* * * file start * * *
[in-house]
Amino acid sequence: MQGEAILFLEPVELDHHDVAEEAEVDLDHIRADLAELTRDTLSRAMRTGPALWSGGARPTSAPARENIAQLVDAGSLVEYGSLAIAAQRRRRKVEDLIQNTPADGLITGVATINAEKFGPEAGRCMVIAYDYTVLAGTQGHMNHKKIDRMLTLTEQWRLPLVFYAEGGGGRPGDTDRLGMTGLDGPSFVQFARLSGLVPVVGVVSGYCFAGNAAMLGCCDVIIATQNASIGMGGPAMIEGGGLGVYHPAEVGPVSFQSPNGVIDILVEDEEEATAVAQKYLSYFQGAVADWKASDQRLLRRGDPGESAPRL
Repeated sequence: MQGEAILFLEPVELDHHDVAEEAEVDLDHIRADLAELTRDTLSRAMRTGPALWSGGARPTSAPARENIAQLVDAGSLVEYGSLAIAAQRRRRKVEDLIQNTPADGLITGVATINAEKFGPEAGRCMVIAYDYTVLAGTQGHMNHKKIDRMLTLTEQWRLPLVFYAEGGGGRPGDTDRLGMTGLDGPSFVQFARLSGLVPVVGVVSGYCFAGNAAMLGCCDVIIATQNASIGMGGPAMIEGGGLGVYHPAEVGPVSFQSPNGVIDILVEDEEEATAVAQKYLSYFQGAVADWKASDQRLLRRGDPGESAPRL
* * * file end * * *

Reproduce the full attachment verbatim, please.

[in-house]
Amino acid sequence: MQGEAILFLEPVELDHHDVAEEAEVDLDHIRADLAELTRDTLSRAMRTGPALWSGGARPTSAPARENIAQLVDAGSLVEYGSLAIAAQRRRRKVEDLIQNTPADGLITGVATINAEKFGPEAGRCMVIAYDYTVLAGTQGHMNHKKIDRMLTLTEQWRLPLVFYAEGGGGRPGDTDRLGMTGLDGPSFVQFARLSGLVPVVGVVSGYCFAGNAAMLGCCDVIIATQNASIGMGGPAMIEGGGLGVYHPAEVGPVSFQSPNGVIDILVEDEEEATAVAQKYLSYFQGAVADWKASDQRLLRRGDPGESAPRL
Repeated sequence: MQGEAILFLEPVELDHHDVAEEAEVDLDHIRADLAELTRDTLSRAMRTGPALWSGGARPTSAPARENIAQLVDAGSLVEYGSLAIAAQRRRRKVEDLIQNTPADGLITGVATINAEKFGPEAGRCMVIAYDYTVLAGTQGHMNHKKIDRMLTLTEQWRLPLVFYAEGGGGRPGDTDRLGMTGLDGPSFVQFARLSGLVPVVGVVSGYCFAGNAAMLGCCDVIIATQNASIGMGGPAMIEGGGLGVYHPAEVGPVSFQSPNGVIDILVEDEEEATAVAQKYLSYFQGAVADWKASDQRLLRRGDPGESAPRL